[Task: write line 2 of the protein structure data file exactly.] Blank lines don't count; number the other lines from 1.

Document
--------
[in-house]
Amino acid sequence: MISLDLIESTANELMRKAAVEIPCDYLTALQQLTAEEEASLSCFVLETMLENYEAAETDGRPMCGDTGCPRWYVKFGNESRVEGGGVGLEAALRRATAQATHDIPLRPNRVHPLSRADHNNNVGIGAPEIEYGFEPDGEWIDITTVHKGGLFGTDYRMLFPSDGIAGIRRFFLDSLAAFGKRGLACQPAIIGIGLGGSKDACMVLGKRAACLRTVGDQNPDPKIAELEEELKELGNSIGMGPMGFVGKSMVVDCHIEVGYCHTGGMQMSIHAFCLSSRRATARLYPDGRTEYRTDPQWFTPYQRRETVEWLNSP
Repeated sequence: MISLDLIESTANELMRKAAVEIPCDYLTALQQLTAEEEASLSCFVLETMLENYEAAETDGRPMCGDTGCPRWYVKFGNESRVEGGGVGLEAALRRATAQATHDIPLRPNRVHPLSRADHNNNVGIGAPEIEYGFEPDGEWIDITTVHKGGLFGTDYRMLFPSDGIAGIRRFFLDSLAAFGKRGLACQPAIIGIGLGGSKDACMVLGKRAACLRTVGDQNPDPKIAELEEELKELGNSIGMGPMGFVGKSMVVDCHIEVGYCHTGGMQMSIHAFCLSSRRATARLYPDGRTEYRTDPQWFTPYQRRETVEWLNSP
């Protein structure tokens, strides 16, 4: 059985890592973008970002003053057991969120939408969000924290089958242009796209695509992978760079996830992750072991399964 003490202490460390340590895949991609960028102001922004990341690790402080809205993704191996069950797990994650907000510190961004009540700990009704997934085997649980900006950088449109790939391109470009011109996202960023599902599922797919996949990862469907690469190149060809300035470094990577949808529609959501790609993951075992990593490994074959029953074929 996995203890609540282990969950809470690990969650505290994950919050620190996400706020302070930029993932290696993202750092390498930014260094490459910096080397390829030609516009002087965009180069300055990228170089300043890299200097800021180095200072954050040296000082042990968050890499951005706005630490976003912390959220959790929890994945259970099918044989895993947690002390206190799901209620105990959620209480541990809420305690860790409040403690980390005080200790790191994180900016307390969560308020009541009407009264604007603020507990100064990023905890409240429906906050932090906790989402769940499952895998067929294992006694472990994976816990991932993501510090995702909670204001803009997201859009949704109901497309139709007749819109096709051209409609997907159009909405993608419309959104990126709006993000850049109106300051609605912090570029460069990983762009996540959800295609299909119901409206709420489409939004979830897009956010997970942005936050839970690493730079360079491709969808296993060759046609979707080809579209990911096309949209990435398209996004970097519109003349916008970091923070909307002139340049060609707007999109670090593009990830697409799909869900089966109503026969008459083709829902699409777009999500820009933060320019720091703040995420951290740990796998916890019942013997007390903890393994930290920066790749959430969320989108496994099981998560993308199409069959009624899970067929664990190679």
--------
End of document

Amino acid sequence: MISLDLIESTANELMRKAAVEIPCDYLTALQQLTAEEEASLSCFVLETMLENYEAAETDGRPMCGDTGCPRWYVKFGNESRVEGGGVGLEAALRRATAQATHDIPLRPNRVHPLSRADHNNNVGIGAPEIEYGFEPDGEWIDITTVHKGGLFGTDYRMLFPSDGIAGIRRFFLDSLAAFGKRGLACQPAIIGIGLGGSKDACMVLGKRAACLRTVGDQNPDPKIAELEEELKELGNSIGMGPMGFVGKSMVVDCHIEVGYCHTGGMQMSIHAFCLSSRRATARLYPDGRTEYRTDPQWFTPYQRRETVEWLNSP